Get the zero out of your policies
One of my biggest pet peeves within the security field, and consequently the educational and corporate environments as well. There are innumerable people out there, consultants, the C-suite, lawyers, & innumerable others, who will tell you that you, with an absolute certainty, have to have a zero tolerance policy when it comes to…everything!
But is that really true? Of course it isn’t. How can it be? Having a zero tolerance policy and following through with it can lead to embarrassment & futile efforts to back-track. It can, in the extreme, certainly lead to a possibly violent incident, one of the things it was meant to avoid!
There are innumerable reports of a zero tolerance policy going awry in its use and enforcement. Schools especially are the culprits that get the most attention on the use of this policy. They suspend, and placing a black mark on a student’s record, for chewing their breakfast pastry into the design of a pistol.
And then there is the animal rescue who found a duck wandering on a sidewalk? It wandered away from an assisted nursing home where it was being kept as a pet by the elderly residents and had been for years, and after building a fenced in area complete with pond and waterfall. The rescue can be forced, by federal law, out of business and criminal indictment if they give it back.
And then there is the workplace. If an employee wanders by and picks up a partial conversation from others about using drugs or shooting up the business, they should turn it in. But should the employee who spoke it be suspended or terminated immediately upon the report being turned in to the supervisor?
By enforcing a zero tolerance policy, they should be. But what’s the context of what they were they talking about? Were they joking about drugs or discussing a different WPV incident? Without common sense and investigation you’ll never know. And by not knowing and doing the, too common, knee-jerk reaction you will get plenty of negative fall-out.
One way to look at that conversation is within the context of the 1st Amendment to the United States Constitution. That amendment assures everyone the freedom of speech no matter what it may be, with extremely few exceptions. Therefore, unless it’s a real and valid threat, a zero tolerance policy goes too far.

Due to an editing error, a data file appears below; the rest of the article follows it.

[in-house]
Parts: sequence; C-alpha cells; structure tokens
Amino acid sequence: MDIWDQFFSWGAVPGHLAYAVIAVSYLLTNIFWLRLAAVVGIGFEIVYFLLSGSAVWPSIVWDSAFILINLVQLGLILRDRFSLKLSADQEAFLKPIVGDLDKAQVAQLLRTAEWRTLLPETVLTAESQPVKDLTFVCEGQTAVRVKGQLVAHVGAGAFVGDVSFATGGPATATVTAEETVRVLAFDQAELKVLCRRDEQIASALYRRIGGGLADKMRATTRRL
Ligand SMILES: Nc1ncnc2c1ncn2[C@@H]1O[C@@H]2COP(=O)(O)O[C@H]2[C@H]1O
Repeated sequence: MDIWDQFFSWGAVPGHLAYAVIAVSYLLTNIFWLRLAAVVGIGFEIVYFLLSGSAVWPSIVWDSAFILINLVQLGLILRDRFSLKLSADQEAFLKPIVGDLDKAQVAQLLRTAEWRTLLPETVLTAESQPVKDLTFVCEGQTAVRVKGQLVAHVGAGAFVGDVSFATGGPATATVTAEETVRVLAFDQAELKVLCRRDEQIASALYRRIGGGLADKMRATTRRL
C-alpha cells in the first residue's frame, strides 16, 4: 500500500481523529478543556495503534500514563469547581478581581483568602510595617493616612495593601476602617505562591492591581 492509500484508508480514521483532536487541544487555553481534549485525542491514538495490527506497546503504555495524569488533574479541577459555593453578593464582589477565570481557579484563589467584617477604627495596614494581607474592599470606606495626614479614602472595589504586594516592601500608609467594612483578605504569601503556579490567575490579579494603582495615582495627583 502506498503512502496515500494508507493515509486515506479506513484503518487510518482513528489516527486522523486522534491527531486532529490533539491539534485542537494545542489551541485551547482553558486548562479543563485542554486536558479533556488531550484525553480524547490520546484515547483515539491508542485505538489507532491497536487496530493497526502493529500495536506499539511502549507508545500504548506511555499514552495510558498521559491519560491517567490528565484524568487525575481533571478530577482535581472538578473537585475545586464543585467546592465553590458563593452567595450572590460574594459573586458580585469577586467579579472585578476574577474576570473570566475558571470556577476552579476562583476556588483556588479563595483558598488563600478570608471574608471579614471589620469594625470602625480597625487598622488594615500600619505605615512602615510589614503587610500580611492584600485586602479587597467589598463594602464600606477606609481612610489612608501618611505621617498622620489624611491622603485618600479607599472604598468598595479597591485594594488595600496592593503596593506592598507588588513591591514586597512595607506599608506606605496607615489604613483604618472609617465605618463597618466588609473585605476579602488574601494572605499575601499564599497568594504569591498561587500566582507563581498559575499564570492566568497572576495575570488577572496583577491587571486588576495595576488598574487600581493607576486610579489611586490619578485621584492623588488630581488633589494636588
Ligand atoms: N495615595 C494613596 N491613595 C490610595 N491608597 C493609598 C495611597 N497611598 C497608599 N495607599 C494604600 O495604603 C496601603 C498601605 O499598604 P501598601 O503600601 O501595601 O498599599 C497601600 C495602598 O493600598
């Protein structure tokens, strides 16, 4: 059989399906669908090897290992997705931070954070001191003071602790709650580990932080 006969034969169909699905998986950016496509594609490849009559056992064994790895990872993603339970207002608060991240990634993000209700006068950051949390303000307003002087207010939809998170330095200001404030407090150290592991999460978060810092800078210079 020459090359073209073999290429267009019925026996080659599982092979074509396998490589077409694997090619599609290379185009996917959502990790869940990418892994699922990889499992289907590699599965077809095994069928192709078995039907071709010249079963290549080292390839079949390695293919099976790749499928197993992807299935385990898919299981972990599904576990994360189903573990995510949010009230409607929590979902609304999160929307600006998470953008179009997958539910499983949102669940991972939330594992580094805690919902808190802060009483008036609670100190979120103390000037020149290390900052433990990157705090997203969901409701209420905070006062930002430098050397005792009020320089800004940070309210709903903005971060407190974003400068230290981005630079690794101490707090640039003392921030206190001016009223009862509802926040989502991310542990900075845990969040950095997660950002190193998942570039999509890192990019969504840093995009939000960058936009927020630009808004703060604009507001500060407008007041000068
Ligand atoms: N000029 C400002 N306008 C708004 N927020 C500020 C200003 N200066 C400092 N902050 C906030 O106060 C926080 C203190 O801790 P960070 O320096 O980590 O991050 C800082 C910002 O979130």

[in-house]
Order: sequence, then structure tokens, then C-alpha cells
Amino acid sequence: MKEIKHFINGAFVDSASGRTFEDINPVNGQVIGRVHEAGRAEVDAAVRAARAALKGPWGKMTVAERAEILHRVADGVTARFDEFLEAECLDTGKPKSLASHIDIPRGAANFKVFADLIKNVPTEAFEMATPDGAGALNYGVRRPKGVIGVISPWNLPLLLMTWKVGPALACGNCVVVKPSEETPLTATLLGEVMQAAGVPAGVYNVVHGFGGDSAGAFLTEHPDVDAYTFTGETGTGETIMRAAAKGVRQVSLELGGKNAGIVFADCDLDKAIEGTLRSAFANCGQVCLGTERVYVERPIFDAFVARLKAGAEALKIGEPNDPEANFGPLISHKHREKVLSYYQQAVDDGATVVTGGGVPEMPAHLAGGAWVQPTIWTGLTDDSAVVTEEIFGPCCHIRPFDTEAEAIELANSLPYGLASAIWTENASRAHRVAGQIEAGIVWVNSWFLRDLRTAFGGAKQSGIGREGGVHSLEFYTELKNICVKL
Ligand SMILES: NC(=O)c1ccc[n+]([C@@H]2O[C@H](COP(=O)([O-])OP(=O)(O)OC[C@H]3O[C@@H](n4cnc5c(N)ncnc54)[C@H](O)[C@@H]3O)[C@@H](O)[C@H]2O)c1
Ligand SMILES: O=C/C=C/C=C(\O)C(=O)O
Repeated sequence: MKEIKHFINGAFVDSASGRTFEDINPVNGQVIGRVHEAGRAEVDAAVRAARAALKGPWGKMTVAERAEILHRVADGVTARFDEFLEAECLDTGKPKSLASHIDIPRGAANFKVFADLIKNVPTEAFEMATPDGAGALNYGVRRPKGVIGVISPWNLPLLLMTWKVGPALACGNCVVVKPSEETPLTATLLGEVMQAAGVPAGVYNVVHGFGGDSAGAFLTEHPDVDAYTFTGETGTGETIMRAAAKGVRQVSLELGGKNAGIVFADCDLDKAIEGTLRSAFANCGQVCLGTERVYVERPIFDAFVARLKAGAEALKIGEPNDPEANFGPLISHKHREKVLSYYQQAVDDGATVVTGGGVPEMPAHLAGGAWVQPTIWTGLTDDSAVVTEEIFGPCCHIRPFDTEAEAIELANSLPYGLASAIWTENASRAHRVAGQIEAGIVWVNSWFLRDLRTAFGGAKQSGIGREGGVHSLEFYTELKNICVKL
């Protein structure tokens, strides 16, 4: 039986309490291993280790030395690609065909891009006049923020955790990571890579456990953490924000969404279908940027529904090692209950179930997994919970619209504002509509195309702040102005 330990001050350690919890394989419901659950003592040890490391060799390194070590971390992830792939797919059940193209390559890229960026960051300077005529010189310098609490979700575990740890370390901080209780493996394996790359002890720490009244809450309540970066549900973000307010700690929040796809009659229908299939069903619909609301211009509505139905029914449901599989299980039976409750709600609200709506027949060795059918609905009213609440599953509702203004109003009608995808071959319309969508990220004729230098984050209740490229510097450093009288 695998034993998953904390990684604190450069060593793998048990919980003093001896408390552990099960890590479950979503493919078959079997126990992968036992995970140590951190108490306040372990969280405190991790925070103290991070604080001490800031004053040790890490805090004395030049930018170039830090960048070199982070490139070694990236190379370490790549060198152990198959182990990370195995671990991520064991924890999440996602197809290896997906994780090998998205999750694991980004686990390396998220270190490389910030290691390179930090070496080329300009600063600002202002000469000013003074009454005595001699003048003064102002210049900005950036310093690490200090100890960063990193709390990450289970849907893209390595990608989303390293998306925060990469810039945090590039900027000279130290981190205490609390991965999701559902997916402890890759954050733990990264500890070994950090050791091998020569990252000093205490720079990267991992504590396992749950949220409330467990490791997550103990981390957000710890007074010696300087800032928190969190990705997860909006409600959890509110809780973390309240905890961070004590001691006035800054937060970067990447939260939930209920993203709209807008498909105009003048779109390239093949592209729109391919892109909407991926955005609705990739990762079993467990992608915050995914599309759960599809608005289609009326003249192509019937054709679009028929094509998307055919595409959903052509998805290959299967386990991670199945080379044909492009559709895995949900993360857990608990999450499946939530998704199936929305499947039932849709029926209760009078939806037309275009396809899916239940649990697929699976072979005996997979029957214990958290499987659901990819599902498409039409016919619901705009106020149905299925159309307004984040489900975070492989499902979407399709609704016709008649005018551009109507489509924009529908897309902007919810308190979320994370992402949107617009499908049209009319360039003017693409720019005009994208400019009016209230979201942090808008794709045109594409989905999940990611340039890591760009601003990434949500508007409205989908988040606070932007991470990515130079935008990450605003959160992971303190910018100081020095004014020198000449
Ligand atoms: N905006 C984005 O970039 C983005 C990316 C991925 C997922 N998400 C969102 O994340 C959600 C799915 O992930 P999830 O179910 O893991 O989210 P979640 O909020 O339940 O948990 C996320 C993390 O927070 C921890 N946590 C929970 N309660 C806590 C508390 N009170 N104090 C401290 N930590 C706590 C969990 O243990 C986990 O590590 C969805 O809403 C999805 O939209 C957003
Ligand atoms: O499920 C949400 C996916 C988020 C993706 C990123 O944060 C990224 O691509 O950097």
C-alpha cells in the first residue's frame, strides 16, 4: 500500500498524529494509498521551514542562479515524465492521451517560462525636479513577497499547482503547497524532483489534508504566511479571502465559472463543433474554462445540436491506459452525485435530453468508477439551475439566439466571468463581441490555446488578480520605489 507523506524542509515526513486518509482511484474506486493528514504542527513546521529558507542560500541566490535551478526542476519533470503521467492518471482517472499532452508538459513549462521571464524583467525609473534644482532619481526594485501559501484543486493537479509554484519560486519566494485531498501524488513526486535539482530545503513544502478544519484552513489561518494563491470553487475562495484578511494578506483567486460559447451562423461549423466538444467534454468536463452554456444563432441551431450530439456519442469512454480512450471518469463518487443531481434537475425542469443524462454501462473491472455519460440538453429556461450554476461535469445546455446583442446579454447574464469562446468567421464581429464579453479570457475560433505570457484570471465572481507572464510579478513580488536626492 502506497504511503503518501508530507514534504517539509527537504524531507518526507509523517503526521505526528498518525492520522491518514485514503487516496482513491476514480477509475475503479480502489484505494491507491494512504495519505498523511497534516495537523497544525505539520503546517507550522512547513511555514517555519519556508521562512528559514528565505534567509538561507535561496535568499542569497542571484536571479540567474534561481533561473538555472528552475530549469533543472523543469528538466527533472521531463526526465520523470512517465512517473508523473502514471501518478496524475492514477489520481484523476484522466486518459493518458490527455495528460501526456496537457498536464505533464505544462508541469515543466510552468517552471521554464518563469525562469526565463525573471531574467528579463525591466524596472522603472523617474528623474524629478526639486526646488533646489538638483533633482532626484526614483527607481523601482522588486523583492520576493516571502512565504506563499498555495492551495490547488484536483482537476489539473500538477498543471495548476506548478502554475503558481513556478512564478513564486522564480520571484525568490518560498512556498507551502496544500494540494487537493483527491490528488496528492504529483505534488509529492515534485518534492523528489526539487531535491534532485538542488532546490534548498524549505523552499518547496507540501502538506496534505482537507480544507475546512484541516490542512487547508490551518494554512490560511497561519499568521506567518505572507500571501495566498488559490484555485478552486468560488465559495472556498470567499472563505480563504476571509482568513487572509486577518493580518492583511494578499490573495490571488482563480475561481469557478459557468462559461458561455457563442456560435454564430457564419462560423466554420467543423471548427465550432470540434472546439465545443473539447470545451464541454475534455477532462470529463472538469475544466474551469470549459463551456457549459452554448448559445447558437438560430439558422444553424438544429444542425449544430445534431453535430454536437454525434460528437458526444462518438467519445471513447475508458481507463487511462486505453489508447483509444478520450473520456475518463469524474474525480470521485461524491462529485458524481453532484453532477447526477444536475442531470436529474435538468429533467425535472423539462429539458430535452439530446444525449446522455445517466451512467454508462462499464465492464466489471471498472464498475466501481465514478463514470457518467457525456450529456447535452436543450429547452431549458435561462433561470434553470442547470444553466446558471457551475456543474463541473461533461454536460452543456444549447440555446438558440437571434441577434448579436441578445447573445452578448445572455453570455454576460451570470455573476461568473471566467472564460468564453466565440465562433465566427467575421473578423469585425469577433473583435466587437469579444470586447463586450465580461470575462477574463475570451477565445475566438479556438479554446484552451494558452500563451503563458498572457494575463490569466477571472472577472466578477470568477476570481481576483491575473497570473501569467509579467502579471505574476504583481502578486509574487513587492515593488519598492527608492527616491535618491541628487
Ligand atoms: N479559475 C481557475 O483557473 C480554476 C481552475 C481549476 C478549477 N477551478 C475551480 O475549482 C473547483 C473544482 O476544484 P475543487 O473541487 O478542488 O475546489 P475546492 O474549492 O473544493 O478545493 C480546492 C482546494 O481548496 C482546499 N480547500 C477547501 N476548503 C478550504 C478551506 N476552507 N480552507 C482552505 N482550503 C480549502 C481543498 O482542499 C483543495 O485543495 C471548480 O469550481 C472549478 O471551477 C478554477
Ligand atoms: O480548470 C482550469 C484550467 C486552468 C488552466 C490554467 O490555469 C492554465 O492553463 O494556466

Does it mean that the individual can’t be counseled or otherwise disciplined by reprimand or a note placed in their file? No, it doesn’t. And 99% of employees will be horrified enough by this not to do it again, which is what we want the end result to be.
A zero tolerance policy, by necessity, has to be tempered with common sense & investigation, not a knee-jerk reaction. And in most cases it isn’t. Every time it’s enacted, it should be after an investigation, preferably immediately after the incident. And tempered with common sense.
As kids, most of us went around shooting and killing each other in frontier, war, or sci-fi games. Now kids can’t play games like that. Nor can adults in the workplace or in public many times, utilize their 1st Amendment rights without being threatened with being fired or disciplined and losing money because of the loss of their job.
We are so scared of being sued for having a ‘hostile’ learning or work environment. We don’t want to take the time to try and look at these things without passing summary judgment. With the attitudes in society today you would think we could be a little more tolerant and discerning. But we can’t.
We all need to be hyper vigilant, not hyper sensitive, about such things because of the world we live in. And we have to ensure that the policy is flexible & isn’t handed out in an unequal fashion. A zero tolerance policy has to have the one thing that it doesn’t. common sense.
We need to be paranoid or hyper vigilant. We need to look into and investigate these incidents that cause the zero tolerance policy to be enacted on an incident. Therefore should we automatically pass summary judgment and suspend or terminate someone for those incidents? No, absolutely not. We need to have the good judgment, common sense, and time to properly look at these before just passing the buck and blaming the policy.
We need to get rid of the zero tolerance policies in our schools and businesses and go back to the days of years gone by, utilizing common sense and not be hyper sensitive over small issues. Yes, we didn’t know a lot of things back then, but on the other hand we were also more intelligent about these things.
Can we use zero tolerance policies in our schools & businesses? Of course, they have their place. But they have to be tempered by the common sense, sensitivity, compassion, & investigation before any discipline is delivered.
Robert D. Sollars is a recognized expert on security issues, specifically workplace violence. He’s spent 32 years in the security field. Contact him at 480-251-5197 or Visit his Facebook page, One is too Many. Here you will read about other items related to security & WPV issues. Or be a twitter follower at @robertsollars2.
I May be Blind but my Vision is Crystal Clear